Why people are paying $100 a jar for manuka honey

Kevin Farrell

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Although it’s easy to roll your eyes at so-called “medical-use honey,” prior to the advent of antibiotics in the middle of the 20th century, honey was a go-to medicinal product for huge swaths of the global population. But while acute allergy sufferers have likely turned to a teaspoon of local honey each day to potentially take the edge off of their seasonal symptoms, honey’s healing and preventative properties have largely been relegated to old-wives’-tale status. That is, with one notable exception. Interest in manuka honey has never been greater, leading to a global surge in prices, and a thriving counterfeit market. But what is manuka honey, and what makes it so highly prized?


For starters, the word manuka comes from the Māori, the indigenous people of New Zealand, parts of Australia and other Eastern Polynesian islands. It’s the name given to the leptospermum scoparium plant, more commonly known as the tea tree plant, our first hint at the unique properties of manuka. The tea tree’s versatile oil is a frequent ingredient in everything from body deodorant and insect repellent to acne, athlete’s foot and even ringworm infections. Manuka honey is therefore a variation of the golden sweetener made by the bees who pollinate the tea tree plants of New Zealand. And while tea-tree cultivation is hardly limited to New Zealand, manuka honey absolutely is.

But try telling that to the countless honey manufacturers that are falsely labeling their products manuka. A recent ABC News investigation that tested 20 jars of so-called manuka honey being sold under five different brand names in four U.S. cities, found that only two of the manufacturers were actually selling legitimate manuka. Who made the grade? Manuka Health, and, perhaps surprisingly, Trader Joe’s. Of the two, only Manuka Health is a member of the Unique Manuka Factor Honey Association (UMFHA), the governing body responsible for regularly auditing some 100 member companies for purity and authenticity.

UMFHA audits are predominantly focused on measuring methylglyoxal (MGO), the powerful compound that gives manuka its supposed superpowers. MGO studies have credited the compound with a variety of autoimmune-boosting abilities like the rapid healing of wounds and bacterial infection prevention. It should be noted however, that nearly all the evidence that MGO research has produced proving manuka’s health benefits have centered on topical application of the food to external injuries and infections. MGO-rich manuka does indeed assist in the healing process when applied topically, but the most scientists can say for sure at this point about ingesting manuka is that it doesn’t appear to damage mammalian cells.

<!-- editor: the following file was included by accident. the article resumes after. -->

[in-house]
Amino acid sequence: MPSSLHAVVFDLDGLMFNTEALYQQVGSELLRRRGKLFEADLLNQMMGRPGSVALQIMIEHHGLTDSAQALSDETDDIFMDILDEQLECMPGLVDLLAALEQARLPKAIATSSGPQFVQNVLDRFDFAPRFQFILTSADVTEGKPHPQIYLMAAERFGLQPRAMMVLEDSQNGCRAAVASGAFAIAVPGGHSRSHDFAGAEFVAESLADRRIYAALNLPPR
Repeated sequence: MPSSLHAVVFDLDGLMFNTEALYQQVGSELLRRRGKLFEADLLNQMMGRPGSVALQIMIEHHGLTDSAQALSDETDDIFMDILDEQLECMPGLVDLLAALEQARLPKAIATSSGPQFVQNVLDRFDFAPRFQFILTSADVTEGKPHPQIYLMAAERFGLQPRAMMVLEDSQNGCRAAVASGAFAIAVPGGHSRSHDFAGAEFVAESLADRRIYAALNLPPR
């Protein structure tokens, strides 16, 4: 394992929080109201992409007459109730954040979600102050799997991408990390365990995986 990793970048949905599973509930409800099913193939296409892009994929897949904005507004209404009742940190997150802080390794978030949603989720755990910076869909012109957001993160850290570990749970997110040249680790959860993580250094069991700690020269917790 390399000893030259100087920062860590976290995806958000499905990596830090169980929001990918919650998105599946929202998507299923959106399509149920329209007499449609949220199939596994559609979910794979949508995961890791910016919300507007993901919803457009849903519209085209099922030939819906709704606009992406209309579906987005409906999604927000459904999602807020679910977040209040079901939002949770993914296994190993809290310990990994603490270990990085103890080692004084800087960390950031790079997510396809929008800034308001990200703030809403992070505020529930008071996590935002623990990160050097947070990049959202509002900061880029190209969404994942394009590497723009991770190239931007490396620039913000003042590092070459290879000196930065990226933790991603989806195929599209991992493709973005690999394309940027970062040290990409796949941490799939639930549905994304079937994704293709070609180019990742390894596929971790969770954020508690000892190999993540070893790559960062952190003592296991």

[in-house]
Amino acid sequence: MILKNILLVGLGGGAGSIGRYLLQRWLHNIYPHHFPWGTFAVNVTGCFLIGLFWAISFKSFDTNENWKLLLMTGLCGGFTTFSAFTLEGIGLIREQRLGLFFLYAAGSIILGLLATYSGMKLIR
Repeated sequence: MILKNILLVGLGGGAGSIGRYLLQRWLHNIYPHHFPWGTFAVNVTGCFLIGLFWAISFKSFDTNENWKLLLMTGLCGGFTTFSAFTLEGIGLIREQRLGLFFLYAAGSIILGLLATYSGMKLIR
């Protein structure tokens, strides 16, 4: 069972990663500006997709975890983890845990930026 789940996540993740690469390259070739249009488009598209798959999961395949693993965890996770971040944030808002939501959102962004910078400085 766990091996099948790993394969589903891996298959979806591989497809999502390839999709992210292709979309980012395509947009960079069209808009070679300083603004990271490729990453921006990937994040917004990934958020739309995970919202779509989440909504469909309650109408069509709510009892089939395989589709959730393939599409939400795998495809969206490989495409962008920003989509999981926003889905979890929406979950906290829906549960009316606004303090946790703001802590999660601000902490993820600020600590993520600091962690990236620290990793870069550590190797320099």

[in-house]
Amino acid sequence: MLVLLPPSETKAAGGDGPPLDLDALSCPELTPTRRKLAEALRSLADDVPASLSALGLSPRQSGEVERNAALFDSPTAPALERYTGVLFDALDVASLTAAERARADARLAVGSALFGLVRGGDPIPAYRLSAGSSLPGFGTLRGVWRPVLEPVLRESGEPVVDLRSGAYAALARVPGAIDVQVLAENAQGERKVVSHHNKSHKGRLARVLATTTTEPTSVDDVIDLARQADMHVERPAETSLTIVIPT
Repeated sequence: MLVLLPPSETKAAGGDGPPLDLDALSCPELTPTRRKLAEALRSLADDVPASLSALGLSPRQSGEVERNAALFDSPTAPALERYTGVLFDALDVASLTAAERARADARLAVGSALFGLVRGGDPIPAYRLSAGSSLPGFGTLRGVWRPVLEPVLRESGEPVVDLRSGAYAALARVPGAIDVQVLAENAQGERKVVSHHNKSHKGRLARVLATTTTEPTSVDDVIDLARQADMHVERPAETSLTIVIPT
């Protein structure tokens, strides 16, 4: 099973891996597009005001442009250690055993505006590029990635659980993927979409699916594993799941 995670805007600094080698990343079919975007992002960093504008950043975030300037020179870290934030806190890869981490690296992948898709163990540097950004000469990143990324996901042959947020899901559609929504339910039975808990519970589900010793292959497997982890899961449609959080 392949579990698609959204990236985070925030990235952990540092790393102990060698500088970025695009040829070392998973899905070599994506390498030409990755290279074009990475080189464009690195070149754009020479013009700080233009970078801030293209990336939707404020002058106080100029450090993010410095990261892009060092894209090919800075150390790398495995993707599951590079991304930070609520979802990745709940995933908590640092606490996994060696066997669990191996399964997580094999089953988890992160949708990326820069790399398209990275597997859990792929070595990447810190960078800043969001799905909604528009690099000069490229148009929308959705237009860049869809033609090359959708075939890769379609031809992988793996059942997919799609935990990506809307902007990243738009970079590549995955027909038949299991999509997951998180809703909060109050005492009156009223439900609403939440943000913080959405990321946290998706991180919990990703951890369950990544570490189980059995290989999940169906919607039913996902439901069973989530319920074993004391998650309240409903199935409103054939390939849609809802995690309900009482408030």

Why does the distinction matter? For the same reason that the proliferation of counterfeit manuka should matter. Manuka retails for sometimes as much as ten times the price that other, local honeys cost. A pound of UMFHA-approved manuka ranges from anywhere between $60 and $100, an immense markup over U.S. wildflower or clover honey. Honey counterfeiters are earning an unbelievable premium by deceiving consumers about the origin of their products, but the joke may be on those consumers and the ones purchasing the authentic stuff alike. Because remember, there is little proof that ingested manuka provides any sort of wellness benefit to the internal workings of the body.

Still, in a world facing down a potentially catastrophic epidemic of antibiotic-resistant germs in our relatively near future, scientific and medical interest in natural alternatives to antibiotics is at an all-time high. Early experiments with cashew oil have proven remarkably effective at killing drug-resistant microbes, and from what we’ve gleaned from hundreds of years of medicinal manuka usage, there’s every reason to hope for a similar breakthrough here.

While the scientific community agrees that you aren’t necessarily doing your family any harm by ingesting manuka, the jury is still out on whether or not consumption provides any sort of autoimmune boost whatsoever. So if you’re so inclined to drop $100 on a one pound jar of honey at the moment, you might want to err more on the side of slathering a dollop on a small skin wound in lieu of antibiotic ointment rather than adding a teaspoon to your evening chamomile tea if you really want to get your money’s worth. Is manuka more powerful than antibiotics? It very well could be, but for now, the limited evidence in a growing field of study only backs up manuka’s benefits when used topically.  


Kevin Farrell

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